If it was unclear where the balance of power lay in this fixture, it became increasingly clear that both sides were having a nightmare at the lineout.  The swirling wind was making it very difficult for the hookers, but even Dave Ward – whose throwing has been markedly improved this season – was struggling with anything to the middle or beyond.  Likewise, Eusebio Guinazu continued his dodgy form in the set piece for Argentina in Bath colours, and things didn't get much better when youngster Tom Dunn took his place after the Puma left the field with a spectacular amount of blood pouring from his head after an unfortunate clash of noggins with his opposite number, Ward.  Harlequins, though, did manage to sneak in front just before the break when Evans, who had missed a simple penalty minutes earlier, slammed over 3 points from close range to give the hosts a 10 – 7 lead.

Bath, though, had been in the top 4 of the Premiership for 20 of the 22 rounds, and were not about to give that spot up without a fight.  Nick Abendanon, leaving for France at the end of the season, reminded Premiership fans what they'll be missing as he ghosted through the Quins line, only to be hauled down just short by Brown and the superb Chris Robshaw.  As it were, the visitors had to settle for 3 points from the boot of Ford but, at 10-10, it was still enough to see them through to the playoffs.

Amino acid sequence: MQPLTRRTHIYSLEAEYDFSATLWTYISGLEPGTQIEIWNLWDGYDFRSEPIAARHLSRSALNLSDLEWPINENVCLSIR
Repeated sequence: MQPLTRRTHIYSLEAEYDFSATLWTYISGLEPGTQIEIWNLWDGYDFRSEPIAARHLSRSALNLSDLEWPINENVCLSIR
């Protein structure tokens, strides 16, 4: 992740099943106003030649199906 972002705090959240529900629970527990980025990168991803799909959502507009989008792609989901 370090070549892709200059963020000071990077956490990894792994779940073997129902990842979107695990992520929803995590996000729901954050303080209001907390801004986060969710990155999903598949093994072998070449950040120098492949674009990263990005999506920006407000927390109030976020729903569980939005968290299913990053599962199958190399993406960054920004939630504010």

The tide turned though, on a single mistake by Ford, as the youngster hit the ball straight into touch.  From that lineout, Ward took a great inside ball from Easter to dance through the Quins defence, and when Banahan played the ball in an offside position, he was promptly shown a yellow card.  It led to a period of Quins dominance, predictably, in which Evans slotted two penalties – the first coming as a result of a kick and chase from Brown that piled pressure onto the Bath line, and the second came after Kyle Sinckler showed great speed to chase down a smart kick from Care.  It would have been more for the hosts as well, had it not been for aggressive defence from Dave Attwood, Carl Fearns and Matt Garvey.

Banahan returned on the hour mark with his side 6 points down, and things needed to change quickly.  Three penalties were scored in quick succession – all awarded for playing the man off the ball – with two efforts from Ford sandwiching one from Evans, leaving the score at 19 – 16 to Harlequins going into the final minutes.  The game became cagey and, although Quins continued to hold the lion's share of possession, Bath eventually ground their way into enemy territory.  They didn't trust their pack though, to drive them closer to the red-zone, and so Ford took a long-range drop goal attempt for the win.  For the playoffs.  It all came down to one kick.